Buying any project car sight unseen is a scary and risky proposition, whether it's on eBay, in the Recycler, or any other online source. But we took the plunge on a front engine dragster we found listed on eBay up in Oregon. The seller knew very little about it other than that it was last raced in 1999 with a injecyed big-block and that it now had the partial remains of a 400 small-block with a Powerglide. The chassis and body were complete with most of the parts needed to make it run, and it came with a trailer. So we pushed the Buy It Now button for $5,000 and owned it. Then we had to figure out how to get it. A friend of Publisher Ira Gabriel who lived nearby in Oregon was decent enough to offer to go fetch it from the weeds of the seller's backyard, get the trailer axles regreased and shod with new tires, and store it at his place for a few weeks until we could send someone up to retrieve it.
Upon the dragster's arrival in Los Angeles, we were surprised to find it was far from the basketcase we expected was going to land in our laps. Well, maybe we should just say it wasn't any worse in person than it appeared in the online photos. There was a shocking amount of butchery going on, including hose clamps holding parts to the frame, some seriously suspicious wiring and plumbing, and so many hardware-store grade nuts and bolts holding things together that it seemed impossible to imagine the car had ever run down a dragstrip in that condition. Good news: most of the parts needed to get the car back into running condition were there. Bad news: it was very unclear just how many of those parts would actually be reusable when it came right down to it.
The first major decision we had to make was whether to keep the engine we had or start from scratch. Based on an outward examination, we definitely had a 400 block, and it had the right flexplate and balancer to go with it. The heads were smog-era castings, and the whole long-block had the look of a junkyard-fresh rattle-can rebuild. But we had no intake, carb, valve covers, ignition, so we made the executive decision to scrap it, or at least shuffle it off to another project once we pull the heads to determine if it's even a usable core. The Powerglide attached to the engine didn't look much better, but since it was at least bolted up to the rearend and had a semi-functional shifter, we made the rough-cut decision to either keep it, rebuild it, or swap it for another Glide.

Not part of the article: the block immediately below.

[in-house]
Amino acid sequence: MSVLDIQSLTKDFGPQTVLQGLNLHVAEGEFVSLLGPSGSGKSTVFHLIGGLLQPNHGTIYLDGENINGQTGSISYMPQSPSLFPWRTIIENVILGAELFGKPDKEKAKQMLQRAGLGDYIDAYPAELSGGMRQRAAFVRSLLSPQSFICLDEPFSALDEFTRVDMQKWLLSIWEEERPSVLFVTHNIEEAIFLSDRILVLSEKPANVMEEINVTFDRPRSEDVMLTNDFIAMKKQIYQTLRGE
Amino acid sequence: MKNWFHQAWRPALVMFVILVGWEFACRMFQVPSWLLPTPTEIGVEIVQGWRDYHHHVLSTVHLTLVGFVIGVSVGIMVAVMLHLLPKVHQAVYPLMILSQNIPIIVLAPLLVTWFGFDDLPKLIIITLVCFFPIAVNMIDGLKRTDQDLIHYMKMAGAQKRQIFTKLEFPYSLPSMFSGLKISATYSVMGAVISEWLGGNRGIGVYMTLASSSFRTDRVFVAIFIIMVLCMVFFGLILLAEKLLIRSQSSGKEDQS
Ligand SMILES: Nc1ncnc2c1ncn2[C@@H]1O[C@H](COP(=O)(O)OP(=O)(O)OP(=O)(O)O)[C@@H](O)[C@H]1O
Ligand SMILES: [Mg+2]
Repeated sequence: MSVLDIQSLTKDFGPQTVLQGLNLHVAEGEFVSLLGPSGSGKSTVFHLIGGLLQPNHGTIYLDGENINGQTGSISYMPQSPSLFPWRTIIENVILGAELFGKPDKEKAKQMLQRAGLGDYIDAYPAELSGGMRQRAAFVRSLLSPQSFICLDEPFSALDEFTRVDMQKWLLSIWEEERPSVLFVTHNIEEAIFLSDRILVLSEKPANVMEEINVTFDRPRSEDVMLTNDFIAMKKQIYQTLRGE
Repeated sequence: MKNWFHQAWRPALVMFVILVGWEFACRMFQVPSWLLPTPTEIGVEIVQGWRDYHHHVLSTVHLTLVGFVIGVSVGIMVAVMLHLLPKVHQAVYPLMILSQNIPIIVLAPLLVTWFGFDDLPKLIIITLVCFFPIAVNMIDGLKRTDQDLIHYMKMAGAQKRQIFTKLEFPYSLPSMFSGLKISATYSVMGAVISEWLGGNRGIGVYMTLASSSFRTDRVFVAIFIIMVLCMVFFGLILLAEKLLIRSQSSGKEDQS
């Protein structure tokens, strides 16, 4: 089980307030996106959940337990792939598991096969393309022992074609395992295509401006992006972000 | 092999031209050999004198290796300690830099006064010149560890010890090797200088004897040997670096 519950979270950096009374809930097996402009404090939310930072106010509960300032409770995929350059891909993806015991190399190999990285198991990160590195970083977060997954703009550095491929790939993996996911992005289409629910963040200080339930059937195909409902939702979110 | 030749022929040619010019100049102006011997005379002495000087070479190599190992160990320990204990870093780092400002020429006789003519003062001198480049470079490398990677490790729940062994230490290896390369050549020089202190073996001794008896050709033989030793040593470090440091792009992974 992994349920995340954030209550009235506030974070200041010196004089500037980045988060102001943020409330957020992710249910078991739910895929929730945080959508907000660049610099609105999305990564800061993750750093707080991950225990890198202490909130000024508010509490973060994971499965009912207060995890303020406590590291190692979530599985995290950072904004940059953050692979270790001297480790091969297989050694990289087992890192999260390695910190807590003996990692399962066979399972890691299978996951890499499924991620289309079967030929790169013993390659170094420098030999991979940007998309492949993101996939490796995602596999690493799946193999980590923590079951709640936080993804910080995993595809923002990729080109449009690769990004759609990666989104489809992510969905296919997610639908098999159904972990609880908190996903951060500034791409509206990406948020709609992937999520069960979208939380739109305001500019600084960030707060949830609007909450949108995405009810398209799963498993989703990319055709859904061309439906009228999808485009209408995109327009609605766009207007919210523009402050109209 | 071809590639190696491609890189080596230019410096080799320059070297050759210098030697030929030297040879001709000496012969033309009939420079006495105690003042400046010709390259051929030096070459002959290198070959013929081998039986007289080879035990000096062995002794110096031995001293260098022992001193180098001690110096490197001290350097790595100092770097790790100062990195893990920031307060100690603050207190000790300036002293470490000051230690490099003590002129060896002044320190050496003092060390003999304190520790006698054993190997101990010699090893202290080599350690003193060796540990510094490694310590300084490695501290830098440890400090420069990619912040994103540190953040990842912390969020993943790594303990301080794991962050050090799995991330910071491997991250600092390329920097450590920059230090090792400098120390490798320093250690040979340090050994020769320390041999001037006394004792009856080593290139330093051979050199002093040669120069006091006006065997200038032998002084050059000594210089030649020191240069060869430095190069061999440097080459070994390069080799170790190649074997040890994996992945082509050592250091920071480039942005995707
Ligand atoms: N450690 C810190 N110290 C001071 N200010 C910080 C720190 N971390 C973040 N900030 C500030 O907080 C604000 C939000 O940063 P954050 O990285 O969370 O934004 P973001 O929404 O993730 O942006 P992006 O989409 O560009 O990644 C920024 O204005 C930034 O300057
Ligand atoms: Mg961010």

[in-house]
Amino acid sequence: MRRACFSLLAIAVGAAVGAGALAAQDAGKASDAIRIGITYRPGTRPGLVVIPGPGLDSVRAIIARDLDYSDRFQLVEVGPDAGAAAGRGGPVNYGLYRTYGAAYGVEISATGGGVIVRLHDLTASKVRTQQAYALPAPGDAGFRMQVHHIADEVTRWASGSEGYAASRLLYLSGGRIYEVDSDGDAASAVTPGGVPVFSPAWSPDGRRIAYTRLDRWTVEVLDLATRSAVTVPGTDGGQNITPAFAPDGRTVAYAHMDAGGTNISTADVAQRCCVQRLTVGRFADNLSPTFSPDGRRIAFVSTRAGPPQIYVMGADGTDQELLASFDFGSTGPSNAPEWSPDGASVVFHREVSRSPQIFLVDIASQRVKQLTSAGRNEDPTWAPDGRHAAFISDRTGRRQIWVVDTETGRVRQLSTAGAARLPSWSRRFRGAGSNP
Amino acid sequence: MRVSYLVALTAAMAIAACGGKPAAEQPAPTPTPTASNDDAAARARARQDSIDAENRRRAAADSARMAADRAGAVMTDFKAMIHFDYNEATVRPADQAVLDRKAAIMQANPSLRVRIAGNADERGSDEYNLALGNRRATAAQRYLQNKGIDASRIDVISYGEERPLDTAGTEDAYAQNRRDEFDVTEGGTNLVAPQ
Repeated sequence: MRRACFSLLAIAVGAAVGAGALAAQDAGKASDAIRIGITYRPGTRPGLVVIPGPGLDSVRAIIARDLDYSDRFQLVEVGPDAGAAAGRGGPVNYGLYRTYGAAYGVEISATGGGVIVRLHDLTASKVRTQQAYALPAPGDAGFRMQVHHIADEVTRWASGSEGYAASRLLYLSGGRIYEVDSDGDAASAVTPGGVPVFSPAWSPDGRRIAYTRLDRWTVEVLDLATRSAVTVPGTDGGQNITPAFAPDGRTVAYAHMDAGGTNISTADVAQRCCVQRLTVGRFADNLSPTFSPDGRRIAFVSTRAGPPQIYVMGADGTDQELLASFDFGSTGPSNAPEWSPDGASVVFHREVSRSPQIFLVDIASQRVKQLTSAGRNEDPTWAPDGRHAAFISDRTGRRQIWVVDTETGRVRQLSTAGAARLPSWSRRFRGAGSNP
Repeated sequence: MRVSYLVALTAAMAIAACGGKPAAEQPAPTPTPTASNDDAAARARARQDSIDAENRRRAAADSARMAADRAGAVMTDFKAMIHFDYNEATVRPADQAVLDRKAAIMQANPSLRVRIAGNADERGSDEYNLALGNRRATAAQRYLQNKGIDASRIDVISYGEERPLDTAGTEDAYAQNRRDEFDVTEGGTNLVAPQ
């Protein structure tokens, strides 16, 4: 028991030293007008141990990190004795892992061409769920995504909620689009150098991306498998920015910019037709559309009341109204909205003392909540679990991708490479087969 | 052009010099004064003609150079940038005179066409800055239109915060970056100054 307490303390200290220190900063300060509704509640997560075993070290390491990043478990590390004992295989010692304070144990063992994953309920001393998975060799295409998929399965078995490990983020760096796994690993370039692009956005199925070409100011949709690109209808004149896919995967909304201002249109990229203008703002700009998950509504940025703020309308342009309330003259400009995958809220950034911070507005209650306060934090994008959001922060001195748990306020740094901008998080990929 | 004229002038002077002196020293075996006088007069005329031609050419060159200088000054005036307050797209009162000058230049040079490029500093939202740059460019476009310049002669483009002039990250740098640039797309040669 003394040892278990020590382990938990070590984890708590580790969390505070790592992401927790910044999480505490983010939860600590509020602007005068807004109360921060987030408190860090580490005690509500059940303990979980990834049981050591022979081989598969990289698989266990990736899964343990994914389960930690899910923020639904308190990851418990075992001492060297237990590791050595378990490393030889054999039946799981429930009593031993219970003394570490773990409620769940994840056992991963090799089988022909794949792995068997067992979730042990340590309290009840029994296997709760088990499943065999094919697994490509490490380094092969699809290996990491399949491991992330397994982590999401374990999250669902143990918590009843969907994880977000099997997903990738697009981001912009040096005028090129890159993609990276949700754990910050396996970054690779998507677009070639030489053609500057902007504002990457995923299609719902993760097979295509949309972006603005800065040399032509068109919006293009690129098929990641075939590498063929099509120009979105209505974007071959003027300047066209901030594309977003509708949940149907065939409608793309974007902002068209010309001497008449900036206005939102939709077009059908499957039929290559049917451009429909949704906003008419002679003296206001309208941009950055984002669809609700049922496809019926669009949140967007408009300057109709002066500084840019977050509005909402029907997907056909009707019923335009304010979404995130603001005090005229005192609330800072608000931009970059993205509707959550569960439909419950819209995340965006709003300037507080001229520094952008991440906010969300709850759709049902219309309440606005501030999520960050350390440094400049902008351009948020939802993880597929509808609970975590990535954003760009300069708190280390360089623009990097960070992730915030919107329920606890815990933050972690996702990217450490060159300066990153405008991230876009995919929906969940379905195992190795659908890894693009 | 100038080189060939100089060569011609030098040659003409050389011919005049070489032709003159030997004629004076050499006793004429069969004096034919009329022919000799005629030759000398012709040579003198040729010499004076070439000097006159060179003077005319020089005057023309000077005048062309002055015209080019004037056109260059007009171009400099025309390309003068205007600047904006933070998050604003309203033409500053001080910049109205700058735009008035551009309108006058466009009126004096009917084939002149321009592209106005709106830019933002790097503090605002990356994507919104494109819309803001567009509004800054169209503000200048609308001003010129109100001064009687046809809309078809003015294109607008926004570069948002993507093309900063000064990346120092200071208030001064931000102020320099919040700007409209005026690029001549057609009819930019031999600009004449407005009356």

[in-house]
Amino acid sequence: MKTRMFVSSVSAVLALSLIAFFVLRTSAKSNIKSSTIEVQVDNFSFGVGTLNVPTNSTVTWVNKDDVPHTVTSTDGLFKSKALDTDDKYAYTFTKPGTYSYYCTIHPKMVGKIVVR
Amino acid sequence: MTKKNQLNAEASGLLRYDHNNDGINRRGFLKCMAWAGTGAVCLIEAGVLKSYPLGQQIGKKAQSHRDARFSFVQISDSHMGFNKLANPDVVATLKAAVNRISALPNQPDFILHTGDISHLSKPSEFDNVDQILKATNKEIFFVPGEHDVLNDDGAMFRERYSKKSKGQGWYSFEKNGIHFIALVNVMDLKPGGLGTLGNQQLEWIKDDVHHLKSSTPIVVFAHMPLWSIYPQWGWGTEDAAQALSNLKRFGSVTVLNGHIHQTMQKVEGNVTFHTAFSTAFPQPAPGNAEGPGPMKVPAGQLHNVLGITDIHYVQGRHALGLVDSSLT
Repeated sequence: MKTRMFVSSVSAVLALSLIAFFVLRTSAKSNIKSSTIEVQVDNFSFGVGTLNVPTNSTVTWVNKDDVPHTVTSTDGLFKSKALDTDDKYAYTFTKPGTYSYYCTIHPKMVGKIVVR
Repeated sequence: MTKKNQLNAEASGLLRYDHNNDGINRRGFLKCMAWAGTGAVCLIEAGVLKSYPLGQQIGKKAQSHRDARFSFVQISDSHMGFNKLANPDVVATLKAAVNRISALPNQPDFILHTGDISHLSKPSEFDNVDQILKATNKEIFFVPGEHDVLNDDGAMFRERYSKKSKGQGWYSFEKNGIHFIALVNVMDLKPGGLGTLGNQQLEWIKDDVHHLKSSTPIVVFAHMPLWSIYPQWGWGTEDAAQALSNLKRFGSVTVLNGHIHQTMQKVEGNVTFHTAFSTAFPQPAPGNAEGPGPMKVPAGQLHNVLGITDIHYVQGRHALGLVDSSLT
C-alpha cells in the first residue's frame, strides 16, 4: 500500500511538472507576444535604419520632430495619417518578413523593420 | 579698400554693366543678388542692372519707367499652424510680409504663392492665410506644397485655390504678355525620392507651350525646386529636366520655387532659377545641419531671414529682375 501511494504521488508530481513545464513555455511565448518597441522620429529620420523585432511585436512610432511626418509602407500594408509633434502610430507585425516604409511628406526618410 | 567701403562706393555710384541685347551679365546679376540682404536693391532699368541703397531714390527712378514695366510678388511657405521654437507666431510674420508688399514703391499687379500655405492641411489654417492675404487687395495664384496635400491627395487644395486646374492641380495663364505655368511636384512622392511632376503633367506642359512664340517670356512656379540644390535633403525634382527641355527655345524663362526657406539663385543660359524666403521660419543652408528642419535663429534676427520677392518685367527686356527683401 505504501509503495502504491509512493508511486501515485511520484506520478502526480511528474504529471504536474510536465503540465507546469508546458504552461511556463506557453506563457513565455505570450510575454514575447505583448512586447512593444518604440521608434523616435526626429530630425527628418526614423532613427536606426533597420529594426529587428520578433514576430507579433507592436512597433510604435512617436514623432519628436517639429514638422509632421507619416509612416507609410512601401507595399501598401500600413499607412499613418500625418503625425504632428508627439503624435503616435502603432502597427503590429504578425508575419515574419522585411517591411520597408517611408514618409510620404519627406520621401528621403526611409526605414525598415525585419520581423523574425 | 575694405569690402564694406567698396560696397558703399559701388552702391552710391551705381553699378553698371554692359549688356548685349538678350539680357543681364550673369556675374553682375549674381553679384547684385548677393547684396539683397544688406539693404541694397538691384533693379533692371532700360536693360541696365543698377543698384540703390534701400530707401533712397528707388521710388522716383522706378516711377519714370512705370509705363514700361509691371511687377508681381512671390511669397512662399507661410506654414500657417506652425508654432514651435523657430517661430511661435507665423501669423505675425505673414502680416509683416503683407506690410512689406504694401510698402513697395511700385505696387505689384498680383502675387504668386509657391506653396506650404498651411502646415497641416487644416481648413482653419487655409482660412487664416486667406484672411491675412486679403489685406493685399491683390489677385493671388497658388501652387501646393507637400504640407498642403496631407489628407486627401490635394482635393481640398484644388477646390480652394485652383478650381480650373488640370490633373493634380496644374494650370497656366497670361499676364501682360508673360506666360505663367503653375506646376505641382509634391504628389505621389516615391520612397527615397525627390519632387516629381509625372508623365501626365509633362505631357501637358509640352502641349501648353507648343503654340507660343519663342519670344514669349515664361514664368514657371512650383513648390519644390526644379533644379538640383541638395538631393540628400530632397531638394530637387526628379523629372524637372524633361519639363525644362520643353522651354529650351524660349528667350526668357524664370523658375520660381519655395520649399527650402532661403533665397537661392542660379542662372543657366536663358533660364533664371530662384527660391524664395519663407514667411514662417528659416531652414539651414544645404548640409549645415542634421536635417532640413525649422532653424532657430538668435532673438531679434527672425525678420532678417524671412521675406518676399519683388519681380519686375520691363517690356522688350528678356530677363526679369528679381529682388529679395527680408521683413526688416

With the drivetrain triage complete, the next decision was what to do for power. We scrapped the early suggestion of a blown fuel-burning Hemi as too expensive, too complicated, and too life-threatening. After all, an actual member of the Hot Rod Magazine staff will be making his maiden voyage down the strip in a front-engine digger as part of this project, so we need to have some assurance of living to tell about it, and a 3,000hp fuel-burning Hemi cuts those odds pretty thin. We reeled off possibilities until the blown and injected big-blocks morphed into a more manageable naturally aspirated small-block.
If we were just dropping a crate engine into a fully restored Nova, bolting a blower to a late-model, or lifting a 4x4 pickup, we'd have done the whole job ourselves. But restoring an NHRA-legal vintage-style dragster is admittedly a bit over our heads, so we enlisted the help of an expert, Alex Mikkelson of American Roadster in Placentia, California. Alex's shop is full of FEDs and altereds, including the Ewald's BankAmericar and his own 27 Model T-based altered. Alex is on top of the NHRA's rules for vintage chassis, and he gets the vibe were going for: authentic in style if not in every nut and bolt detail. We want the traditional look of a vintage FED, but for reasons of cost, time, and practicality, it won't be a letter-perfect clone because the fact is that historically correct cars like the Ewald's Lil John Buttera-built dragster can't meet the safety requirements that allow them to be raced anywhere anyway, and we have to make at least one monster pass to crush our competition.
So we stared at our new dragster on its trailer in our shop for a few weeks before we trucked it on down to Alex's, where we stripped it to the bare chassis in a scant 3 hours in preparation for sandblasting, updating, and powercoating before we put it all back together. We also inventoried the parts on hand, made a list of what to scrap and what to buy, and let Alex get on with the task of updating the chassis tubing while we starting spending money on eBay. This month we present round one: the arrival and disassembly of Hot Rod's Hot Shot slingshot dragster. Next month, we'll put it back together and run it down the track. We can already smell the glory.